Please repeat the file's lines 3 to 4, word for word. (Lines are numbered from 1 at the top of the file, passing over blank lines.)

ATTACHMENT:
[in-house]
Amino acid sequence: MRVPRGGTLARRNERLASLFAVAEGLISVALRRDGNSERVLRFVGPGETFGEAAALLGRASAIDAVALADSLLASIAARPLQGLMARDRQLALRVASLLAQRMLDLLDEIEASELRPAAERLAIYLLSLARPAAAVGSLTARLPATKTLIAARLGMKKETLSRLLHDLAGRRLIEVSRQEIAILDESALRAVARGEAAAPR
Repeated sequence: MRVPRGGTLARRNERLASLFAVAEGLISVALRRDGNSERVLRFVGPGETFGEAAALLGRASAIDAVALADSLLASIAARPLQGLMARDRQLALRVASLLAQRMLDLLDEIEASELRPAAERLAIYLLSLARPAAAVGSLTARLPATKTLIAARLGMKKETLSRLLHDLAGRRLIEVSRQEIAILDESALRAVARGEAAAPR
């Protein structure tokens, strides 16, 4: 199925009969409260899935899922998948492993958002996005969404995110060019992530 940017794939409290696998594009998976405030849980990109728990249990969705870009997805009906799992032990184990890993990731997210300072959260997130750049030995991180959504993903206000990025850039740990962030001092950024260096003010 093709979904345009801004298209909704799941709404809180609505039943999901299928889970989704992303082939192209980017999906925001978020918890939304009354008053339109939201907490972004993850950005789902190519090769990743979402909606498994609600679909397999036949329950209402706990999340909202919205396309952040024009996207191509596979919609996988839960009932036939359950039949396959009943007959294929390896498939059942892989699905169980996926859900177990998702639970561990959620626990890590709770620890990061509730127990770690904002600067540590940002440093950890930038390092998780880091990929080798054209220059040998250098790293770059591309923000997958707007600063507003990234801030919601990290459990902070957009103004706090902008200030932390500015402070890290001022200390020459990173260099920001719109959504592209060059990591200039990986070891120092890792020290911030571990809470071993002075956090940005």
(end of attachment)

Repeated sequence: MRVPRGGTLARRNERLASLFAVAEGLISVALRRDGNSERVLRFVGPGETFGEAAALLGRASAIDAVALADSLLASIAARPLQGLMARDRQLALRVASLLAQRMLDLLDEIEASELRPAAERLAIYLLSLARPAAAVGSLTARLPATKTLIAARLGMKKETLSRLLHDLAGRRLIEVSRQEIAILDESALRAVARGEAAAPR
């Protein structure tokens, strides 16, 4: 199925009969409260899935899922998948492993958002996005969404995110060019992530 940017794939409290696998594009998976405030849980990109728990249990969705870009997805009906799992032990184990890993990731997210300072959260997130750049030995991180959504993903206000990025850039740990962030001092950024260096003010 093709979904345009801004298209909704799941709404809180609505039943999901299928889970989704992303082939192209980017999906925001978020918890939304009354008053339109939201907490972004993850950005789902190519090769990743979402909606498994609600679909397999036949329950209402706990999340909202919205396309952040024009996207191509596979919609996988839960009932036939359950039949396959009943007959294929390896498939059942892989699905169980996926859900177990998702639970561990959620626990890590709770620890990061509730127990770690904002600067540590940002440093950890930038390092998780880091990929080798054209220059040998250098790293770059591309923000997958707007600063507003990234801030919601990290459990902070957009103004706090902008200030932390500015402070890290001022200390020459990173260099920001719109959504592209060059990591200039990986070891120092890792020290911030571990809470071993002075956090940005």